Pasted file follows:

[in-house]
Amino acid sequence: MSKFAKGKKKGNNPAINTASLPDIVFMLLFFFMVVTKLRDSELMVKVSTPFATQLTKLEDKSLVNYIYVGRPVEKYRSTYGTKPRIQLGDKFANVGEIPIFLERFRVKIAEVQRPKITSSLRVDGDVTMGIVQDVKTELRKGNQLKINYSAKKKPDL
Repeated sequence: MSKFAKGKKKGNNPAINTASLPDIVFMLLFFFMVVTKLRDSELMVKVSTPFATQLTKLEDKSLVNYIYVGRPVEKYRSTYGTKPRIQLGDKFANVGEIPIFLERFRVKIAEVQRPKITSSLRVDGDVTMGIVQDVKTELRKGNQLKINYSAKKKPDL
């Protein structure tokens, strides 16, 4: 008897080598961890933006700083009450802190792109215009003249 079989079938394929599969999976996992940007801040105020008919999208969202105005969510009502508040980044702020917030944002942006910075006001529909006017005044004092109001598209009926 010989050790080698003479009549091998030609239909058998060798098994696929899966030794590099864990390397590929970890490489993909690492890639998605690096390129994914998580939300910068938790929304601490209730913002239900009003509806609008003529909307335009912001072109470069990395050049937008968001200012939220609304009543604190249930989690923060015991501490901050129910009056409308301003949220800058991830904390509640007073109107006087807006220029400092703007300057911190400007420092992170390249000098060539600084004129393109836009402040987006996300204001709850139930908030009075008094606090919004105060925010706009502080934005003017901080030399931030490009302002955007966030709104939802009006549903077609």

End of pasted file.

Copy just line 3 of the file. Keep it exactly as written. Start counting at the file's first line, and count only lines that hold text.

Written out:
Repeated sequence: MSKFAKGKKKGNNPAINTASLPDIVFMLLFFFMVVTKLRDSELMVKVSTPFATQLTKLEDKSLVNYIYVGRPVEKYRSTYGTKPRIQLGDKFANVGEIPIFLERFRVKIAEVQRPKITSSLRVDGDVTMGIVQDVKTELRKGNQLKINYSAKKKPDL